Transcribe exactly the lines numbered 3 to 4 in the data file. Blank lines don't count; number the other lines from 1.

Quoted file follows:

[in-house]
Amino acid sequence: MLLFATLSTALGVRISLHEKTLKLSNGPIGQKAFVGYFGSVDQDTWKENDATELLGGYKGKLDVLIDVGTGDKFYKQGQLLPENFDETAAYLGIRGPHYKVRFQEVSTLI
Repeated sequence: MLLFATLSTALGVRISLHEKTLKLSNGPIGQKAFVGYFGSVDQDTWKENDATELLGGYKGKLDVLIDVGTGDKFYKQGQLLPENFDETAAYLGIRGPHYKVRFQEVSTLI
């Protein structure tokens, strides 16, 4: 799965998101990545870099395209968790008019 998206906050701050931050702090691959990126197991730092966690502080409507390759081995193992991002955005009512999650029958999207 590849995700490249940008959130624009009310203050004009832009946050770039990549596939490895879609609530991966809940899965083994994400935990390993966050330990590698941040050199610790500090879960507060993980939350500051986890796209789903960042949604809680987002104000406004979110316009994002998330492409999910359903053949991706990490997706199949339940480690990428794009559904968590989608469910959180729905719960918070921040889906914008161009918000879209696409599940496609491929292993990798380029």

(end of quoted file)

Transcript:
Repeated sequence: MLLFATLSTALGVRISLHEKTLKLSNGPIGQKAFVGYFGSVDQDTWKENDATELLGGYKGKLDVLIDVGTGDKFYKQGQLLPENFDETAAYLGIRGPHYKVRFQEVSTLI
């Protein structure tokens, strides 16, 4: 799965998101990545870099395209968790008019 998206906050701050931050702090691959990126197991730092966690502080409507390759081995193992991002955005009512999650029958999207 590849995700490249940008959130624009009310203050004009832009946050770039990549596939490895879609609530991966809940899965083994994400935990390993966050330990590698941040050199610790500090879960507060993980939350500051986890796209789903960042949604809680987002104000406004979110316009994002998330492409999910359903053949991706990490997706199949339940480690990428794009559904968590989608469910959180729905719960918070921040889906914008161009918000879209696409599940496609491929292993990798380029």